It may take a week or more to have the test results, and I will pray as I always do, that they return without any evidence of a problem. But, time will tell, and the waiting game is one we are well practiced at.
So as we arrived home at about 7 last night – 12 hours after we left for the day- we consumed a giant dinner prepared by Daddy, and my poor exhausted girl took some more Tylenol and fell fast asleep.
Only to be woken this morning by the ring of the alarm clock.
An 11 AM MRI/MRA of the wrist was waiting for us at 1st Ave and 38th Street. The June 4th injury never healed, and it was finally time to get some answers. The doctors we have seen all have differing opinions. AVM? Arthritis?
When I tell you I have actually lost count of the number of MRIs my girl has had, you may find that odd, but there truly have been THAT many. We have the pattern pretty much down.
We let the (hopefully) nice nurse pick the IV spot.
Of course this time, since it was a scan of her RIGHT wrist and hand, the really solid veins in the RIGHT side were off-limits. So, after two painful sticks to the left, she ended up with the IV on the side of her wrist. And even with the discomfort she was in, she listened intently as the camera was placed in the MRI room, and absorbed her directions on positioning.
My cursory question of “How long?” Was answered with “Less than 45 minutes.” It’s almost a silly question to ask because I have no watch, no radio, and no means of telling time in the room. But, somehow it makes me feel better.
Ear plugs in place, the door closed us in, and she headed into the tube. My hands remained on her ankles, and I could hear the deep breathing. It was just her and Merida inside the tube now. Bravery at its best.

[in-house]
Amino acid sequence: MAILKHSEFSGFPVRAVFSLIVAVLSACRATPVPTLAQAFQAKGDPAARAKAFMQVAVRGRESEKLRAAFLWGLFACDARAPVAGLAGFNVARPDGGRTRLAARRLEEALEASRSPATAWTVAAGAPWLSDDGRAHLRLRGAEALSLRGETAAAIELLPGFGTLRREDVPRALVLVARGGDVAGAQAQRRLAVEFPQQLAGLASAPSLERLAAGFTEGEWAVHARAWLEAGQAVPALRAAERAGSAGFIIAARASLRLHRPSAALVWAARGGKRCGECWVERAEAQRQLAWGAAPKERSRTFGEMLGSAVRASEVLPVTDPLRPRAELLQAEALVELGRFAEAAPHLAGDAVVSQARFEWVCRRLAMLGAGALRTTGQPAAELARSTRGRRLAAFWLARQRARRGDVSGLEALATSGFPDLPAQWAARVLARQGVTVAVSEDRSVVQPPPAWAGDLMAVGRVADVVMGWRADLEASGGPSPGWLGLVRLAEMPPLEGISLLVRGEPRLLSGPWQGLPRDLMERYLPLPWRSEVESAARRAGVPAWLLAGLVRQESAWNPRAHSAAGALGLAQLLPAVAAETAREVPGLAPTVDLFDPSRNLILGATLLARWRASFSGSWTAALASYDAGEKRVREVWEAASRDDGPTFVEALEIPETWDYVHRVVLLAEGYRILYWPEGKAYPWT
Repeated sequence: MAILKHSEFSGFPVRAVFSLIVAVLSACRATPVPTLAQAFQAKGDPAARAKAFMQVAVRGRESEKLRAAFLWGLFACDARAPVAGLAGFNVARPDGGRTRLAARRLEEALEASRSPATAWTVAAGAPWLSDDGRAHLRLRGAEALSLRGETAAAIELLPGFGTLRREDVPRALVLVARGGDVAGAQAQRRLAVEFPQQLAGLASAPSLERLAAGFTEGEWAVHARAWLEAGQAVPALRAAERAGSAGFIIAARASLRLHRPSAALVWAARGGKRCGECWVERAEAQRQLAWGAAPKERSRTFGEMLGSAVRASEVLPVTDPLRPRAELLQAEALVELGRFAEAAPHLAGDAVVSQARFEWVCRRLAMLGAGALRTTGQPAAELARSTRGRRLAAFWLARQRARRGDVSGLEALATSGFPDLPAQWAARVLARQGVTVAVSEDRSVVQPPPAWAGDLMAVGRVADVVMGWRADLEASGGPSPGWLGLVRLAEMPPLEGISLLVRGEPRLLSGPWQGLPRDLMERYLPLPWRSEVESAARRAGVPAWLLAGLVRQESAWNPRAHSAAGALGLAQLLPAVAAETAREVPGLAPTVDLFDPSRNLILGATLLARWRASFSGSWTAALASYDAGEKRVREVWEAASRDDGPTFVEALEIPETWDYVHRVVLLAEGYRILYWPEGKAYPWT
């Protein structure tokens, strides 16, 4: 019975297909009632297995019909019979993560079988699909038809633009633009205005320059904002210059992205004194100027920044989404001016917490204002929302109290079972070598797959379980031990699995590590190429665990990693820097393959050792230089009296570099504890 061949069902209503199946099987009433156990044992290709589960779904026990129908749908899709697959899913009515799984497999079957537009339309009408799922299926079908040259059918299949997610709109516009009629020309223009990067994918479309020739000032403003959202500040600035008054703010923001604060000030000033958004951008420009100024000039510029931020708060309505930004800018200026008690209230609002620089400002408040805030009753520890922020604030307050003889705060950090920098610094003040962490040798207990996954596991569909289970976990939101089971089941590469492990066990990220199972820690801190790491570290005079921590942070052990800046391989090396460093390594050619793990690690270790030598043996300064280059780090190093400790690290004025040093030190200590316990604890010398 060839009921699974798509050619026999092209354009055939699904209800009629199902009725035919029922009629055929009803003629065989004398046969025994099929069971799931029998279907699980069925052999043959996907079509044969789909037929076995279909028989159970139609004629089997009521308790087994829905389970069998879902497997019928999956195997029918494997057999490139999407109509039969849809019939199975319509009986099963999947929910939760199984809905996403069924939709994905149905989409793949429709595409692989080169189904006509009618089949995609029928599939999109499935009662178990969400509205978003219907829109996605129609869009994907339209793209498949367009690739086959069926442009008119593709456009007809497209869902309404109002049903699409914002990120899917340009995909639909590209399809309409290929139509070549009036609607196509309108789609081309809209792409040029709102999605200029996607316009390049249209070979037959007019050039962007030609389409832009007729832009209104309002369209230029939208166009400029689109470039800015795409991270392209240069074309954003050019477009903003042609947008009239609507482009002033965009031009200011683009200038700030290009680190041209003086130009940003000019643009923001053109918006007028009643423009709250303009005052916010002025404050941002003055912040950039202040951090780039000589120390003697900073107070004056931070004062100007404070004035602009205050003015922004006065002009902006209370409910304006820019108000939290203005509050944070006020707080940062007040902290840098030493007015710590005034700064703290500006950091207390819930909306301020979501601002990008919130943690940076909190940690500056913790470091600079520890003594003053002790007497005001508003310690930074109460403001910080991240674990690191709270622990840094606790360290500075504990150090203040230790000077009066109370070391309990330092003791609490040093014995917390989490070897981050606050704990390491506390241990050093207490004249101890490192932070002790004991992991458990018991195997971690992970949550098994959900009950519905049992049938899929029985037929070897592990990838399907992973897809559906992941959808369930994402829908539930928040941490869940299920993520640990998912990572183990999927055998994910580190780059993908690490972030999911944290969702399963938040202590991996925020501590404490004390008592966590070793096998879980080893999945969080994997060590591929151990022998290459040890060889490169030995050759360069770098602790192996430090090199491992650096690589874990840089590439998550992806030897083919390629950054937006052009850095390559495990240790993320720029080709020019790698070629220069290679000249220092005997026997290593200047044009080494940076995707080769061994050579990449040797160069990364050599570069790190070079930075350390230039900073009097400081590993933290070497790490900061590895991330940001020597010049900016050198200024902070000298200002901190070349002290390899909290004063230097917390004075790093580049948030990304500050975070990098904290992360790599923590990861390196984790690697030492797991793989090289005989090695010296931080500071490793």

It was 11:25.
It was well past 12:30 when we were told to wait it out while they ran through the images to be sure the doctor saw them.
And then it was 12:45, and some time after 1:00 we were taken to another room. Another room with a smaller tube and a stronger magnet – for a few more pictures.
This doctor, this attending, at the hospital reviewed her images, and wanted more. This doctor I will never meet, who is not the radiologist who will read the images, who somehow got called by the tech doing the exam. This doctor wanted more pictures.
So as Meghan laid on her belly in the tiny tube with Merida by her side, she sensed things weren’t quite right. I gave her an abridged version of my inferences.
Then I chuckled at her response.
If something is wrong with my wrist, how will I do the archery we signed up for in Disney?
We will make it work Meg. No worries.
And she laid, quiet and still as could be as 5 minutes became 20 before we were done.
So that’s it? You aren’t going to tell me anything? I asked the tech.
I am not a doctor was the painful reply.
Understanding they can’t, it didn’t help the growing pit in my stomach.
Your doctor will have the results Monday afternoon or Tuesday morning.
Meghan got dressed and I held her up as she limped the 6 blocks to the parking garage, an all too familiar summer scene replaying itself. It was 1:45 PM.
Last night I asked when I was going to get a break.
I take it all back.
BEATING COWDEN’S will require stamina and strength I never imagined I could have.
I will continue at this pace forever, and as I wait for the test results I will be buoyed by the Bravery and Courage of my favorite 9-year-old.